How the FODMAP Diet Works – Step 2: Reintroducing FODMAPs

Published on: 02/08/2021

You have successfully completed the FODMAP elimination phase and feel much better. What happens now? You are ready for the second step: reintroducing FODMAPs. This is an exciting time as you can start learning about the foods that trigger you. After completing this step, you will know a lot about the foods you can bring back into your diet and without getting gut symptoms. Specifically, you will learn which foods you can re-introduce liberally, and which ones you can have in small amounts or only occasionally. In addition, there may be a few ones you will need to avoid for a while (but not forever).

5 Key Things to Know about the Reintroducing FODMAPs

1. There is no set protocol for this phase, only generic guidelines

As soon as your symptoms have considerably improved, you are ready to start reintroducing the high-FODMAP foods that you avoided or limited during the elimination phase. There are different approaches to this phase. An expert dietitian can help you determine the best one for you. The approach can be tailored according to your symptoms, anxiety level, and food preferences. 

Researchers are still studying the best way to carry out the FODMAP challenges. Nonetheless, they have identified some key factors that are important to the success of this phase. Let’s take a look at them in detail.

2. Challenge each FODMAP group separately

Over the course of 6-8 weeks you will reintroduce, or better yet, “challenge” all the major FODMAP groups and subgroups one at a time. A challenge involves eating one high-FODMAP food in increasing amounts over the course of 3-4 days. These challenges will allow you to identify which foods may trigger your symptoms. For example, you might challenge blackberries for the sorbitol group. If you don’t have any symptoms while eating the blackberries, this means you will be able to bring back into your diet all the other foods that are high in sorbitol. For example, avocados, stone fruits, and more.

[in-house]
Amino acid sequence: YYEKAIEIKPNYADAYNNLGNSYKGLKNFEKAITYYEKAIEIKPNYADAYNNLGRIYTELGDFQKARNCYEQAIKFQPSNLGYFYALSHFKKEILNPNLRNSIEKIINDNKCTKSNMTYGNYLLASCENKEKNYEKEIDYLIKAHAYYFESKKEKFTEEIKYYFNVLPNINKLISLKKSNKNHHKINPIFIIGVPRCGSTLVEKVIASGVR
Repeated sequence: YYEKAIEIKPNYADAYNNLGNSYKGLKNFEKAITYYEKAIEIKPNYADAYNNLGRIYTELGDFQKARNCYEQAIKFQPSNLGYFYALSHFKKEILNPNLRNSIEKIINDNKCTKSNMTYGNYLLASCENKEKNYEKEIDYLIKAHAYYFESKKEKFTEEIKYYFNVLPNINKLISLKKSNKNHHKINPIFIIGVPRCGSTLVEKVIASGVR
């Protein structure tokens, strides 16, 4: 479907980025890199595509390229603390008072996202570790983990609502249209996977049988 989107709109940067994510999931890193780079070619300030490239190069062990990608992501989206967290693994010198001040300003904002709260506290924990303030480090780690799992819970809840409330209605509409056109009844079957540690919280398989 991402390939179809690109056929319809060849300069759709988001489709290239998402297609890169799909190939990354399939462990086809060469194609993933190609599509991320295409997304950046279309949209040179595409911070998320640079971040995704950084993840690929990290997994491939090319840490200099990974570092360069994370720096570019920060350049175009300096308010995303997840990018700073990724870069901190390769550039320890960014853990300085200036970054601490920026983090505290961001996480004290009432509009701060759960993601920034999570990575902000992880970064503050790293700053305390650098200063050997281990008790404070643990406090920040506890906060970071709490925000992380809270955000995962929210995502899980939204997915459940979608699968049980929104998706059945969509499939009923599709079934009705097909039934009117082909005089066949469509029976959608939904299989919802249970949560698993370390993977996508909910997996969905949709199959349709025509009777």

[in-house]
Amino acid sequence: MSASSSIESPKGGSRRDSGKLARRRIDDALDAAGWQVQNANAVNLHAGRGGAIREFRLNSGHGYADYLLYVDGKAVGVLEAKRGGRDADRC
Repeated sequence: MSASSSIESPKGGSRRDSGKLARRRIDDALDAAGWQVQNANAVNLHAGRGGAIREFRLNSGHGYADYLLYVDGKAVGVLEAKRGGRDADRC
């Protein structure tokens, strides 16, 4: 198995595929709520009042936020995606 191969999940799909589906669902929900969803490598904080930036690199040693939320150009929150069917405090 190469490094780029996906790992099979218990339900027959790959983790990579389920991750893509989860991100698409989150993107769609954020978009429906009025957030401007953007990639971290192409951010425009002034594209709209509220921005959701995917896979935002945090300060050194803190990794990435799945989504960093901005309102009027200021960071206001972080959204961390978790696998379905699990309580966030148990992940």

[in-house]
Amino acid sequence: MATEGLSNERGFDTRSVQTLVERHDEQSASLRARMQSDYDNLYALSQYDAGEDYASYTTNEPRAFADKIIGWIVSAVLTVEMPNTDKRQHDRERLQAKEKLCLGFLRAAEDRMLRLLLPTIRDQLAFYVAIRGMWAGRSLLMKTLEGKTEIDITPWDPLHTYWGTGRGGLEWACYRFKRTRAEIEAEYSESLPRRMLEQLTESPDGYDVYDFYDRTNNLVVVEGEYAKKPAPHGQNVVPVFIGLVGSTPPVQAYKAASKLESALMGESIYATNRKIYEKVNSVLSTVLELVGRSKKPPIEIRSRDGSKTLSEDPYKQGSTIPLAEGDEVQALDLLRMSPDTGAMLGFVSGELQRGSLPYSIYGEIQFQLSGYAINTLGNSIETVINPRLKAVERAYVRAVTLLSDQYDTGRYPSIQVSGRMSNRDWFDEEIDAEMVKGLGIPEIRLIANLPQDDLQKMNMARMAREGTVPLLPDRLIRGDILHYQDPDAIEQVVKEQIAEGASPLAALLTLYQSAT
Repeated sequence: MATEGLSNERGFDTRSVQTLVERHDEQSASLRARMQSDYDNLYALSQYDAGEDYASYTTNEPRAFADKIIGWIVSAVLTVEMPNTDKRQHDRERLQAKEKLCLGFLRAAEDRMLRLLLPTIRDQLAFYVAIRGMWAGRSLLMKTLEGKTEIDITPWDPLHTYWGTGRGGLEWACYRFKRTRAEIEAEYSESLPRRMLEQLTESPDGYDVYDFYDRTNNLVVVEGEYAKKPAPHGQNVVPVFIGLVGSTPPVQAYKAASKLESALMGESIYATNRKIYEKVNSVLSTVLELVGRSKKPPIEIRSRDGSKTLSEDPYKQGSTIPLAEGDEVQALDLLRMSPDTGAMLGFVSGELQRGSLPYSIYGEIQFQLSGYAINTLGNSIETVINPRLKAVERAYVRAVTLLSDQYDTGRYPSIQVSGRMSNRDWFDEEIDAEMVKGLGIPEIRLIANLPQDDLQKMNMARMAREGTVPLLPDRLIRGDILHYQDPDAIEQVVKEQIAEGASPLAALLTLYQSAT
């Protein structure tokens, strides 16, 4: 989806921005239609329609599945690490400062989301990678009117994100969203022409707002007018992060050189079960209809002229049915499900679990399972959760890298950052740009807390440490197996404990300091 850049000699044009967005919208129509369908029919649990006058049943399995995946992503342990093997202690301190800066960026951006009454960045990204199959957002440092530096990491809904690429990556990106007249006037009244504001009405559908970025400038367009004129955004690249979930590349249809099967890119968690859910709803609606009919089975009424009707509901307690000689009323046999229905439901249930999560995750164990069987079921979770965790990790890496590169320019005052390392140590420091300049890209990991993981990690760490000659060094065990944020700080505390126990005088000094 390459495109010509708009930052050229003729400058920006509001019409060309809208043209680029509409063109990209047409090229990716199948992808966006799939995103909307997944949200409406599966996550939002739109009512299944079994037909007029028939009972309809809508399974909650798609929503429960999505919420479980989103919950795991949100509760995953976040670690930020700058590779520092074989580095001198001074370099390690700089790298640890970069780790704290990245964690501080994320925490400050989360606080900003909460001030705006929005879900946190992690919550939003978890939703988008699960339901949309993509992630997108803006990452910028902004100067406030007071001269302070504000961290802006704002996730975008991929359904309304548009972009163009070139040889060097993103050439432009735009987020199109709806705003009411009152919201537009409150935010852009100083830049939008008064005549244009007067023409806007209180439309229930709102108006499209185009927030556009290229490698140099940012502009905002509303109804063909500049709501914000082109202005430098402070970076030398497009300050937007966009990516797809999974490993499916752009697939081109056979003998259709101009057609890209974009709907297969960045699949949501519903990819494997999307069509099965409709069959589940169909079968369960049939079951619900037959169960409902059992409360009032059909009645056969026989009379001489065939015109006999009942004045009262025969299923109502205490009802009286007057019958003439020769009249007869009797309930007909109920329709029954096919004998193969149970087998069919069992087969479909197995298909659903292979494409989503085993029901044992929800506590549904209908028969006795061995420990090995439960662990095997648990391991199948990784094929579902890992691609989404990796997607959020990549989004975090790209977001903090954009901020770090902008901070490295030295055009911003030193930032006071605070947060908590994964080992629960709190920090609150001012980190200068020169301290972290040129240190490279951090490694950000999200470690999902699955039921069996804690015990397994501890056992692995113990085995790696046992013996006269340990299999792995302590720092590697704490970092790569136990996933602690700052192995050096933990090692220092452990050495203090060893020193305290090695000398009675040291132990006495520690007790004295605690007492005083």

While you are completing this process, it is important to continue eating a low FODMAP diet. The only exception will be the test food you will use for the FODMAP challenge. This allows you to isolate each type of FODMAP and find out which group triggers your symptoms without a doubt.

3. Record your symptoms

When you start reintroducing FODMAPs, it’s key to record the types of symptoms and their severity. A small amount of garlic or honey may not cause any or only mild symptoms. However, bigger portions may cause severe symptoms. Keeping a food and symptom diary will help you track these differences in response to the FODMAP challenges. The Monash FODMAP App can help with this. Keeping a good record of your symptoms (if any) for each challenge will allow you to make informed decisions when you are ready to personalize your diet.

4. Keep re-challenging problem foods

IBS symptoms are known to wax and wane over time. Stress levels and other factors can influence these changes. It is important to keep challenging foods that “failed” you. You may find that at a later time, you are able to better tolerate a FODMAP group you didn’t at first. So, don’t give up. Try your problem foods every 3-6 months and you may be able to keep increasing the variety of your diet. Reducing the dose of the food tested and/or managing stress during the time of the challenges may also increase its tolerance.

5. Don’t do it alone!

When you are ready to reintroduce FODMAPs, it’s ideal to have the guidance of a dietitian who is an expert in this protocol. A dietitian like me can give you the exact foods and schedule of reintroduction (not all high-FODMAP foods are good candidates for the challenges) and help you complete this phase efficiently and correctly. And help you identify the best approach for you, interpret the results of the challenges, and personalize your long-term diet.

In summary, reintroducing FODMAP foods is an essential step for figuring out your IBS triggers. You can start this phase as soon as you feel your symptoms have been reduced with the elimination phase. Although there is not set protocol to complete this step, there are some rules to follow to get accurate results. If you are ready to move on to this exciting part of your journey in managing IBS symptoms, I can help!

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I’m a registered dietitian with a passion for helping women with IBS find their way back to eating without fear of painful gut symptoms and without unnecessary diet restrictions.

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